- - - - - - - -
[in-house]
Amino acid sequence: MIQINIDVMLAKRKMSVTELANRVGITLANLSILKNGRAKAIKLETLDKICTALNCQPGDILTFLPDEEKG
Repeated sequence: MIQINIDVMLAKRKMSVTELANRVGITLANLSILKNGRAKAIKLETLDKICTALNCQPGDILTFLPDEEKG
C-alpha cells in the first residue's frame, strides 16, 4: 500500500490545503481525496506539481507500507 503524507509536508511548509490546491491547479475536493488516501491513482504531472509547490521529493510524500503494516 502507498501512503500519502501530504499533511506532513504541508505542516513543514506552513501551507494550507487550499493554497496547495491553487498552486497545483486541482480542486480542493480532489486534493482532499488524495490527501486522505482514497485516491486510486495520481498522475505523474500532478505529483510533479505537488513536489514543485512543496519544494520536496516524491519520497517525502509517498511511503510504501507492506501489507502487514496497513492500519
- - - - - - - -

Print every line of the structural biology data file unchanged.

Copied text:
[in-house]
Amino acid sequence: MIQINIDVMLAKRKMSVTELANRVGITLANLSILKNGRAKAIKLETLDKICTALNCQPGDILTFLPDEEKG
Repeated sequence: MIQINIDVMLAKRKMSVTELANRVGITLANLSILKNGRAKAIKLETLDKICTALNCQPGDILTFLPDEEKG
C-alpha cells in the first residue's frame, strides 16, 4: 500500500490545503481525496506539481507500507 503524507509536508511548509490546491491547479475536493488516501491513482504531472509547490521529493510524500503494516 502507498501512503500519502501530504499533511506532513504541508505542516513543514506552513501551507494550507487550499493554497496547495491553487498552486497545483486541482480542486480542493480532489486534493482532499488524495490527501486522505482514497485516491486510486495520481498522475505523474500532478505529483510533479505537488513536489514543485512543496519544494520536496516524491519520497517525502509517498511511503510504501507492506501489507502487514496497513492500519